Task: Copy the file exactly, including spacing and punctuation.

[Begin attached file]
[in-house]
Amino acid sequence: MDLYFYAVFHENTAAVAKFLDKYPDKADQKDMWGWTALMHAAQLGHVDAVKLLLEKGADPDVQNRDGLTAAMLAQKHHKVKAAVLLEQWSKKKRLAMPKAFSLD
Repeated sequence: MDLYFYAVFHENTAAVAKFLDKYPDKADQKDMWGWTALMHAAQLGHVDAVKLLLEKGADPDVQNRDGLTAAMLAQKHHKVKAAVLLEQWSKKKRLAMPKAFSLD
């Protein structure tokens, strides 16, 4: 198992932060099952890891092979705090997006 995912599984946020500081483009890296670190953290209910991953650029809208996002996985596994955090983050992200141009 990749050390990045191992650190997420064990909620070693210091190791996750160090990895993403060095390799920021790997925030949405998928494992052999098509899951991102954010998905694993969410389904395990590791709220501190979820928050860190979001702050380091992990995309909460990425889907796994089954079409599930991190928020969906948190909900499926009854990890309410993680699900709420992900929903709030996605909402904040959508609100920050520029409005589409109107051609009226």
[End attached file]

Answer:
[in-house]
Amino acid sequence: MDLYFYAVFHENTAAVAKFLDKYPDKADQKDMWGWTALMHAAQLGHVDAVKLLLEKGADPDVQNRDGLTAAMLAQKHHKVKAAVLLEQWSKKKRLAMPKAFSLD
Repeated sequence: MDLYFYAVFHENTAAVAKFLDKYPDKADQKDMWGWTALMHAAQLGHVDAVKLLLEKGADPDVQNRDGLTAAMLAQKHHKVKAAVLLEQWSKKKRLAMPKAFSLD
């Protein structure tokens, strides 16, 4: 198992932060099952890891092979705090997006 995912599984946020500081483009890296670190953290209910991953650029809208996002996985596994955090983050992200141009 990749050390990045191992650190997420064990909620070693210091190791996750160090990895993403060095390799920021790997925030949405998928494992052999098509899951991102954010998905694993969410389904395990590791709220501190979820928050860190979001702050380091992990995309909460990425889907796994089954079409599930991190928020969906948190909900499926009854990890309410993680699900709420992900929903709030996605909402904040959508609100920050520029409005589409109107051609009226």